Winfield happened to be answering a question about mentors when he saw Carew. Winfield interrupted himself, leaving the stage to hug Carew.
“I love this man,” Winfield told the crowd. “He’s one of the best hitters of all-time and an even better person.”
Carew’s 30-minute Q-and-A session focused mostly on baseball. The first question was about memories of his first All-Star Game.
“Shaky legs,” Carew said, chuckling.
He later held another Q-and-A at The Clubhouse alongside Tony Oliva, his longtime teammate and close friend. The duo then took pictures with fans in front of the World’s Largest Baseball. One of the first people in line was Brent Brommer of Minneapolis, who came wearing a Heart of 29 T-shirt. Brommer received it as part of a promotion from the Twins. He also took part in the Twin Cities Heart Walk, another event that featured Carew and Heart of 29.
From the giant baseball, Carew went to a miniature baseball field called “The Diamond” for the day’s emotional crescendo.
Carew opened with a brief speech. When he discussed his LVAD, he lifted his button-down shirt to show off the two batteries and controller that he wears at all times.
“My job right now is to spread the word,” Carew said. “People don’t understand how many lives we lose each day. And it doesn’t have to happen. So much of heart disease can be prevented. If we can get the word out, we’re going to save a lot of lives. That’s what Heart of 29 is meant to do.”
Bonney received a plaque from Major League Baseball that read, in part, “Thank you for saving the life of Rod Carew and many others.” Carew then gave Bonney and his family tickets for the Home Run Derby, which was held a few hours later, and to the All-Star Game on Tuesday night. (Bonney was among four first responders on Carew’s calls, but the other three were unable to make this event.)
The Hands-Only CPR training followed, with about a dozen 11- and 12-year-olds from the Rancho Penesquitos Little League All-Star team getting on their hands and knees to practice the life-saving skill. Carew and Bonney stood together watching. Oliva stood with them, too, until he got on his knees and gave compressions to a practice manikin.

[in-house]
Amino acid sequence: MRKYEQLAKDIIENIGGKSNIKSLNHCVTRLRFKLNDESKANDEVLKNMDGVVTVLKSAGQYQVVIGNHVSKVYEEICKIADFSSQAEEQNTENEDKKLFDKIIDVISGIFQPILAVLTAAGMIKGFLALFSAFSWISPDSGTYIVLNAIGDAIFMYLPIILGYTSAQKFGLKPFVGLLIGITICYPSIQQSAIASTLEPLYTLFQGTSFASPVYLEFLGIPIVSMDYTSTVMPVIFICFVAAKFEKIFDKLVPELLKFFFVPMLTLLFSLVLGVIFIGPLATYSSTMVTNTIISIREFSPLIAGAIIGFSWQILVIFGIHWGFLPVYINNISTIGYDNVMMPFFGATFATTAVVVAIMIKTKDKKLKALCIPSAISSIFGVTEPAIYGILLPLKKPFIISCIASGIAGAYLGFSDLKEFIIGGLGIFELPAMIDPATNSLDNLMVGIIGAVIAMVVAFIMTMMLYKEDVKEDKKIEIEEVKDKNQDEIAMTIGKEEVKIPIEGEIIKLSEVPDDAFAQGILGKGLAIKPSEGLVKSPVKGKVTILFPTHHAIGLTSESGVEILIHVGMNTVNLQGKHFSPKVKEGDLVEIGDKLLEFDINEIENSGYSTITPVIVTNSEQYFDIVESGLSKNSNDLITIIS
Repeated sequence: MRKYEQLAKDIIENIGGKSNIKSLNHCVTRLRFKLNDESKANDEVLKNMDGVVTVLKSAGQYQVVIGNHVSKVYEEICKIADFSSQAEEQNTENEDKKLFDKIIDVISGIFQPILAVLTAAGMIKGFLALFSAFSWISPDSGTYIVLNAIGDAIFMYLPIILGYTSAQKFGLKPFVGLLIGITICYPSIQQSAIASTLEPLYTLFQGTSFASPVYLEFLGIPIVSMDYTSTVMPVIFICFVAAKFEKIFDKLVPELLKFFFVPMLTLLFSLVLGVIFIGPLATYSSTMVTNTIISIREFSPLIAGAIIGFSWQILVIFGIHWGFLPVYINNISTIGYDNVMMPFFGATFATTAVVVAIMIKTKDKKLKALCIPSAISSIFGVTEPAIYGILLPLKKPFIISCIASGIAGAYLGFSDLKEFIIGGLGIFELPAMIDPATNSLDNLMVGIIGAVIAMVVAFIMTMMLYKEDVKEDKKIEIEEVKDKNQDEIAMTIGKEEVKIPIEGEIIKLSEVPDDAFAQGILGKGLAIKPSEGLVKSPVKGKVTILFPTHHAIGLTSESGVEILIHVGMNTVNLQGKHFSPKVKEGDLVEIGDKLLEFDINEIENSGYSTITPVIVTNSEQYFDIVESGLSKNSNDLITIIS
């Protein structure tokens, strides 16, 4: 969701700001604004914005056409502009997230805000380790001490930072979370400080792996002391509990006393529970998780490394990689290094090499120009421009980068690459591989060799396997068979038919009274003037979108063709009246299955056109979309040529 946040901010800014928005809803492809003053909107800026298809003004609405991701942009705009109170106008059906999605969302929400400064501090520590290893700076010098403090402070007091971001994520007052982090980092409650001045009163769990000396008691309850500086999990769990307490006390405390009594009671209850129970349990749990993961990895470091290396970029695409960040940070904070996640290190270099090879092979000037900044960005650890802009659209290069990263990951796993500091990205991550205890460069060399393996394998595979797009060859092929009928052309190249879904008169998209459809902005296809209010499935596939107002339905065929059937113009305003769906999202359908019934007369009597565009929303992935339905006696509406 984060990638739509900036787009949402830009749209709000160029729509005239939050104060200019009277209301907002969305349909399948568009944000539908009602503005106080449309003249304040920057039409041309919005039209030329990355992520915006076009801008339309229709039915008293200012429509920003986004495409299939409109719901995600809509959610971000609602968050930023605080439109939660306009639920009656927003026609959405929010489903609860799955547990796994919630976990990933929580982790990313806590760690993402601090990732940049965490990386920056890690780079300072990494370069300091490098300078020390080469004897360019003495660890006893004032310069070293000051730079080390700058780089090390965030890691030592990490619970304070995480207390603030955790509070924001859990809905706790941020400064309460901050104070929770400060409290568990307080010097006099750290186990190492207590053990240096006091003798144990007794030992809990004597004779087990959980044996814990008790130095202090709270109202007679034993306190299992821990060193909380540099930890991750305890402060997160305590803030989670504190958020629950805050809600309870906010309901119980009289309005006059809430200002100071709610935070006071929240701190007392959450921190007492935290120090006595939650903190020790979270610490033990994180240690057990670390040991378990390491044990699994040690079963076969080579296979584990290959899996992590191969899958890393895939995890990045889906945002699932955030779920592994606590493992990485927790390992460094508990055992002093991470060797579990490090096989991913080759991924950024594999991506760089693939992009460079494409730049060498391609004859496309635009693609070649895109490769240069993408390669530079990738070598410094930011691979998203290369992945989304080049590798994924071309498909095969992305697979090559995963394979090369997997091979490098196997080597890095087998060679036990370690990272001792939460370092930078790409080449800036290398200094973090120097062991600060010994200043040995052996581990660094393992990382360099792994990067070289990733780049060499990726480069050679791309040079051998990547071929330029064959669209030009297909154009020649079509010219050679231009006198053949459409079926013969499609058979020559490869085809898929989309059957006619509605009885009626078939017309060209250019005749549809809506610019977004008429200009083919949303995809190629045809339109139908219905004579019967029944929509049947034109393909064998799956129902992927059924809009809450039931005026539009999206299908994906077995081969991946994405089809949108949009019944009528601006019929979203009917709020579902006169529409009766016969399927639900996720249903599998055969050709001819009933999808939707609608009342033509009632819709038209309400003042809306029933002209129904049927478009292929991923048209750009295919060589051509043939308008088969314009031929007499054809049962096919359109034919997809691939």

Carew’s final stop was to the AHA booth. More CPR training was being held there, along with distribution of a variety of information related to Hands-Only CPR and, of course, Heart of 29.
Wherever Carew went, crowds gathered.
Both his sessions at The Clubhouse were standing-room only, and a long stream of fans waited in line to take pictures with him and Oliva. As Carew went from one location to another, fans waved and hollered lines like “We’re praying for you, Rod” and “Congrats on your recovery!” One man even gave Carew a gift from his native Panama. When another fan said Carew looked good, he responded, “I feel good!”
Carew’s treatment remains ongoing. In fact, a few hours before arriving at FanFest, he had blood drawn as part of his routine maintenance.
Although the LVAD enabled Carew to regain a somewhat normal life, he is hoping to receive a heart transplant. He has an appointment late this month to begin the process of getting on the transplant waiting list. If all goes well, he could have a new heart before the first anniversary of his heart attack.